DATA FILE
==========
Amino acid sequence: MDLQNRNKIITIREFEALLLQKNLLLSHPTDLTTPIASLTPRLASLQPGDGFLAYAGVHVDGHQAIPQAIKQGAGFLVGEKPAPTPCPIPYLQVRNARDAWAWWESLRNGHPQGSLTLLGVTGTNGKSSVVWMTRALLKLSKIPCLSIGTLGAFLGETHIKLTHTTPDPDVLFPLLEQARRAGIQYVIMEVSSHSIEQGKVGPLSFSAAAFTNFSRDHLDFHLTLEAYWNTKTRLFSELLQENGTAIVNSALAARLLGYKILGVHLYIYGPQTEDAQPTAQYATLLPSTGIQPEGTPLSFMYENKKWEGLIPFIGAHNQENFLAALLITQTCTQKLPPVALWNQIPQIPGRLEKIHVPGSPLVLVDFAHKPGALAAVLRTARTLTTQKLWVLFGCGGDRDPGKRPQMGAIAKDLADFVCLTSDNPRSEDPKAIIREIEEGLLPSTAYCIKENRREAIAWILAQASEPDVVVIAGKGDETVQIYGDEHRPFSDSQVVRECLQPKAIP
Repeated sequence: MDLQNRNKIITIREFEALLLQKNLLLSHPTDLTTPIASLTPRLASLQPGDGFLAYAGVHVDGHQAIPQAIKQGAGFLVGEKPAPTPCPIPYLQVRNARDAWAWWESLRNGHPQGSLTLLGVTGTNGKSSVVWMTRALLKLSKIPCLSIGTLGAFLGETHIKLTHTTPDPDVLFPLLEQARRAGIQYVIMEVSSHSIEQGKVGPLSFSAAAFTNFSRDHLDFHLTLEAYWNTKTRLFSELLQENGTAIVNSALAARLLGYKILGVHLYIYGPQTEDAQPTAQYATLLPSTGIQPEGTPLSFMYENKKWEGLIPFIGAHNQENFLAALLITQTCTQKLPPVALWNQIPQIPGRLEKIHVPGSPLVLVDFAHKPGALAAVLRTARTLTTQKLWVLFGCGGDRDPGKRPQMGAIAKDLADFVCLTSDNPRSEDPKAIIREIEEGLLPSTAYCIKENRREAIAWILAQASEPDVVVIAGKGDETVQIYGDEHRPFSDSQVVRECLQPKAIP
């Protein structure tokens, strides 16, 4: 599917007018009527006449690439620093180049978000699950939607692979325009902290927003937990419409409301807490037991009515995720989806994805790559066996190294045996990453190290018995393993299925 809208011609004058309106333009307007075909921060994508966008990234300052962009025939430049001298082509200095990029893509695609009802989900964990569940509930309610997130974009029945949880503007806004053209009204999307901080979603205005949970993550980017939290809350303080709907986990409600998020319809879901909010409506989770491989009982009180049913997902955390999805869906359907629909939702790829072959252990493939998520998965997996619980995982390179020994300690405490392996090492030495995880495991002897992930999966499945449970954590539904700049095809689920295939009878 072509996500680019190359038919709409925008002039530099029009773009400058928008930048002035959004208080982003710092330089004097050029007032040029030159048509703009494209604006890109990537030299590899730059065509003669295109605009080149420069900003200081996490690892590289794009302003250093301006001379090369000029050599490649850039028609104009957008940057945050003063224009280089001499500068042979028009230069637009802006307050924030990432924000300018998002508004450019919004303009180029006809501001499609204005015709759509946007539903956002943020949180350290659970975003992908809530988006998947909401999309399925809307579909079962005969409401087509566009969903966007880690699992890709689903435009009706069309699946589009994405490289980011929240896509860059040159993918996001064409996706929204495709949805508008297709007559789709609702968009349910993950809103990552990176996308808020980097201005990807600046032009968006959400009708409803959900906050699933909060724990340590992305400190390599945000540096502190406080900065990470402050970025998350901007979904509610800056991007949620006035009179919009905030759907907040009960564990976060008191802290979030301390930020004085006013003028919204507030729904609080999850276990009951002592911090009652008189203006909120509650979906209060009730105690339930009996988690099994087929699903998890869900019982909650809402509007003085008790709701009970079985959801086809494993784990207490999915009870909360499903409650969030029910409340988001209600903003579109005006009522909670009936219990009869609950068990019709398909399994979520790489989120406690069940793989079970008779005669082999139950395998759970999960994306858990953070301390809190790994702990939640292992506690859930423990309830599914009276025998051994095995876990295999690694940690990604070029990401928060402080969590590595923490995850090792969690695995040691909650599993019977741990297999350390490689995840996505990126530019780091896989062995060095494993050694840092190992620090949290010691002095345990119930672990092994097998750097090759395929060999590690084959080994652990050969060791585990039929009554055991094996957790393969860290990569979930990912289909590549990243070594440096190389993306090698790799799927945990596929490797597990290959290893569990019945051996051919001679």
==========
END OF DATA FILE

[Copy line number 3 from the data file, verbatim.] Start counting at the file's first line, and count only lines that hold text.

């Protein structure tokens, strides 16, 4: 599917007018009527006449690439620093180049978000699950939607692979325009902290927003937990419409409301807490037991009515995720989806994805790559066996190294045996990453190290018995393993299925 809208011609004058309106333009307007075909921060994508966008990234300052962009025939430049001298082509200095990029893509695609009802989900964990569940509930309610997130974009029945949880503007806004053209009204999307901080979603205005949970993550980017939290809350303080709907986990409600998020319809879901909010409506989770491989009982009180049913997902955390999805869906359907629909939702790829072959252990493939998520998965997996619980995982390179020994300690405490392996090492030495995880495991002897992930999966499945449970954590539904700049095809689920295939009878 072509996500680019190359038919709409925008002039530099029009773009400058928008930048002035959004208080982003710092330089004097050029007032040029030159048509703009494209604006890109990537030299590899730059065509003669295109605009080149420069900003200081996490690892590289794009302003250093301006001379090369000029050599490649850039028609104009957008940057945050003063224009280089001499500068042979028009230069637009802006307050924030990432924000300018998002508004450019919004303009180029006809501001499609204005015709759509946007539903956002943020949180350290659970975003992908809530988006998947909401999309399925809307579909079962005969409401087509566009969903966007880690699992890709689903435009009706069309699946589009994405490289980011929240896509860059040159993918996001064409996706929204495709949805508008297709007559789709609702968009349910993950809103990552990176996308808020980097201005990807600046032009968006959400009708409803959900906050699933909060724990340590992305400190390599945000540096502190406080900065990470402050970025998350901007979904509610800056991007949620006035009179919009905030759907907040009960564990976060008191802290979030301390930020004085006013003028919204507030729904609080999850276990009951002592911090009652008189203006909120509650979906209060009730105690339930009996988690099994087929699903998890869900019982909650809402509007003085008790709701009970079985959801086809494993784990207490999915009870909360499903409650969030029910409340988001209600903003579109005006009522909670009936219990009869609950068990019709398909399994979520790489989120406690069940793989079970008779005669082999139950395998759970999960994306858990953070301390809190790994702990939640292992506690859930423990309830599914009276025998051994095995876990295999690694940690990604070029990401928060402080969590590595923490995850090792969690695995040691909650599993019977741990297999350390490689995840996505990126530019780091896989062995060095494993050694840092190992620090949290010691002095345990119930672990092994097998750097090759395929060999590690084959080994652990050969060791585990039929009554055991094996957790393969860290990569979930990912289909590549990243070594440096190389993306090698790799799927945990596929490797597990290959290893569990019945051996051919001679």